I’m a little chagrined to find myself in agreement with Obama-foe Ron Fournier on the subject of our populist moment, but his report on talking to regular folks in Pennsylvania last Tuesday has some great insights. Money quote:
Americans see a grim future for themselves, their children, and their country. They believe their political leaders are selfish, greedy, and short-sighted—unable and/or unwilling to shield most people from wrenching economic and social change. For many, the Republican Party is becoming too extreme, while the Democratic Party—specifically, President Obama—raised and dashed their hopes for true reform. Worse of all, the typical American doesn’t know how to channel his or her anger. Heaven help Washington if they do.
What are the main themes of this discontent? Anger at Wall Street; anger at a rigged capitalist system; anger at K Street and the permanent Washington class; anger at gridlock and Obama’s inability to break out of it; anger at depressed living standards and soaring inequality. Some choice quotes that cannot be summarized in a poll:
“America is for the greedy, for those who’ve made their buck or grabbed their power. It’s not for us.” … “The rich get richer. The poor get benefits. The middle class pays for it all.” … “Do I think there might be some group or some person who might tap into our frustration and, unlike the president, actually change things? Yes. Yes, I do.”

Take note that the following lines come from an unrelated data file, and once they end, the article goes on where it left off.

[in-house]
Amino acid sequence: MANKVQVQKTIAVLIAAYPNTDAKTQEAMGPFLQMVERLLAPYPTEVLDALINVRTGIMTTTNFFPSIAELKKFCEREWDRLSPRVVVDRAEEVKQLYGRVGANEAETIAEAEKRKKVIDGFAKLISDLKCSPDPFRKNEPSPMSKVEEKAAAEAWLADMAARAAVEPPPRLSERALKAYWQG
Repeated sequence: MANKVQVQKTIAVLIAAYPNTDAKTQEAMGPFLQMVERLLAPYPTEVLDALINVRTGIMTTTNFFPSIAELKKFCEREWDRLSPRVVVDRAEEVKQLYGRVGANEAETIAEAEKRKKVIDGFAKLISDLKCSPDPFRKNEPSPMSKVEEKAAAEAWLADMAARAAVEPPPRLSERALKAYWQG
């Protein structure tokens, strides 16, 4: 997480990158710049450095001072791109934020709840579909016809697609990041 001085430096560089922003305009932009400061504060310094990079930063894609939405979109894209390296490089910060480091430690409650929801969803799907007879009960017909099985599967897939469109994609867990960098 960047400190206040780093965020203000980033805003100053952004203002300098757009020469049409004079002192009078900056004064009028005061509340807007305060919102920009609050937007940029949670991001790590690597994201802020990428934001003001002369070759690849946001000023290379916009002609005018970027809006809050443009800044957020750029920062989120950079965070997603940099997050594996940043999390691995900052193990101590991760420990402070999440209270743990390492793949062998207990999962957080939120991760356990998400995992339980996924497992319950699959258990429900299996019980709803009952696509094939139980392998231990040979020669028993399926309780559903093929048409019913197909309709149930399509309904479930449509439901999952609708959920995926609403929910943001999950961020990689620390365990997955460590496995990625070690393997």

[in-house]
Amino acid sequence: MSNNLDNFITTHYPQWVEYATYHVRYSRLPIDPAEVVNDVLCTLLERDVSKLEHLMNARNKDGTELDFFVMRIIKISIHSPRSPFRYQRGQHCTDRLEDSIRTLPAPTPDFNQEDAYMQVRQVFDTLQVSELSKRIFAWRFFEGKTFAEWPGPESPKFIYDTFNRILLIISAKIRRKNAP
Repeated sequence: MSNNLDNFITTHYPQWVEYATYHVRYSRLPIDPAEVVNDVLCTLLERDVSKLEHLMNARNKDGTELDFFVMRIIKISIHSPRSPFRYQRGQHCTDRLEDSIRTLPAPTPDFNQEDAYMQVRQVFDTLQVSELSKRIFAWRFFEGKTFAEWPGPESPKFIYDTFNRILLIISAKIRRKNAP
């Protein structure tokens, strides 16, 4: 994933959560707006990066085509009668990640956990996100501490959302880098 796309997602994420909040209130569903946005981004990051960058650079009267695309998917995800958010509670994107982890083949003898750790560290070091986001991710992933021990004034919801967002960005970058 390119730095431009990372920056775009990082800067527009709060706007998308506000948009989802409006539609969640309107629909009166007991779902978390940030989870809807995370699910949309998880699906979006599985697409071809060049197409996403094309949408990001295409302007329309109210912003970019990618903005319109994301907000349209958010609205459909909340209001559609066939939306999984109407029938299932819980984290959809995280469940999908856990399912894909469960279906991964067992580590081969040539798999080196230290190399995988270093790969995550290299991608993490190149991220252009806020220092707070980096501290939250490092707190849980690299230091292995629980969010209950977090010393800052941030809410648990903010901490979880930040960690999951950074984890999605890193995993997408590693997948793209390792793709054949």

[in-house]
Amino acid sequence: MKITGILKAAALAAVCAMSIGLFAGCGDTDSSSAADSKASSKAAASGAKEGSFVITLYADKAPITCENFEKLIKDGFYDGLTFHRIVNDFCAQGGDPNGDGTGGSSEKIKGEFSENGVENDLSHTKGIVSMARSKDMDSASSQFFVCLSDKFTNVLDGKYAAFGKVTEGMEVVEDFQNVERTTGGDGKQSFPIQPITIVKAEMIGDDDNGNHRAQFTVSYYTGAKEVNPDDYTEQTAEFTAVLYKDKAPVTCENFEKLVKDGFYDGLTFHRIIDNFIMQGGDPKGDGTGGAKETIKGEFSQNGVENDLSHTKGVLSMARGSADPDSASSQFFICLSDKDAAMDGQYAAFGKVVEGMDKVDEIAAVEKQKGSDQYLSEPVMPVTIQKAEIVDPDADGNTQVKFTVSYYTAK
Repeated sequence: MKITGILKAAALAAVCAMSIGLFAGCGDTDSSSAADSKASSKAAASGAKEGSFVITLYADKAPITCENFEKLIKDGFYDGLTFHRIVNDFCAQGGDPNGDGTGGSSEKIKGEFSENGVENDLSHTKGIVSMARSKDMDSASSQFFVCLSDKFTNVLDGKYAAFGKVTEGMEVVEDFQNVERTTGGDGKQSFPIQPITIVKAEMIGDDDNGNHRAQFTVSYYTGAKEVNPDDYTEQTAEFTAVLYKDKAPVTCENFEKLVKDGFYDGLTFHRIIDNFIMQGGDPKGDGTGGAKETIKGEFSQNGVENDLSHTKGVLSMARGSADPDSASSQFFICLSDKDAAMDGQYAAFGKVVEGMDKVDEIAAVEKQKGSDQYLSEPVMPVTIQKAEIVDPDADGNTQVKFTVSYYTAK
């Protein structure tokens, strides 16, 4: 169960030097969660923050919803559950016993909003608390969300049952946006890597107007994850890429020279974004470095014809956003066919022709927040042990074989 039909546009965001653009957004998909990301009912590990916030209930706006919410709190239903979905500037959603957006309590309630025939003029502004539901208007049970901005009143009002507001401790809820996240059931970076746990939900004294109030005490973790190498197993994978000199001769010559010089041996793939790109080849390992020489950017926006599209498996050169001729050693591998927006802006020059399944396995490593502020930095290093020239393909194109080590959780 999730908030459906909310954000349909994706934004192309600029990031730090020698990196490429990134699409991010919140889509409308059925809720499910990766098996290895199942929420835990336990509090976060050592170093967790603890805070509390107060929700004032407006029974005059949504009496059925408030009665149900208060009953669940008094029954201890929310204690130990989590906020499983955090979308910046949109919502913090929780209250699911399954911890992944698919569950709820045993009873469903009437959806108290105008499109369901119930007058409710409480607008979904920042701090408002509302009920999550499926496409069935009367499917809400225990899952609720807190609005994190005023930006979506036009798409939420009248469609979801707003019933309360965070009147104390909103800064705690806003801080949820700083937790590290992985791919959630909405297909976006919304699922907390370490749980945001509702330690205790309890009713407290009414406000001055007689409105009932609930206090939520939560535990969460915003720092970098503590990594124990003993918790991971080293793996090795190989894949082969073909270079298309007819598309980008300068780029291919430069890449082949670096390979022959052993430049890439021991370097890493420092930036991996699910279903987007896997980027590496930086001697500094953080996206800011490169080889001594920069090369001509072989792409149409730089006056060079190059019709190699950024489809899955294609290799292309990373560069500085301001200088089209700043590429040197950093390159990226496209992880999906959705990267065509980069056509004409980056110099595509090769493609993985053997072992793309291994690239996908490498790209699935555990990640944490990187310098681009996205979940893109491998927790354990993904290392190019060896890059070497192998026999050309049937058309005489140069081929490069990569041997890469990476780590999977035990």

Fournier comes up with a rough list of core populist demands. The first of which is something the foreign policy mavens in DC should hear and hear well:
A pullback from the rest of the world, with more of an inward focus.
A desire to go after big banks and other large financial institutions.
Elimination of corporate welfare.
Reducing special deals for the rich.
Pushing back on the violation of the public’s privacy by the government and big business.
Reducing the size of government.
Rand Paul fits the mold. Hillary Clinton? In my view, she has a few months to prove she can actually run a populist campaign, which means a stump speech worthy of a rabble-rouser, and not the usual pabulum of a careful and calculated pol. I’ve never heard her give such a speech or exhibit the kind of retail political skills her husband is a master of. But she deserves a chance to prove she is the person for this moment. If she can’t hack this, she should get out of the way for someone who can.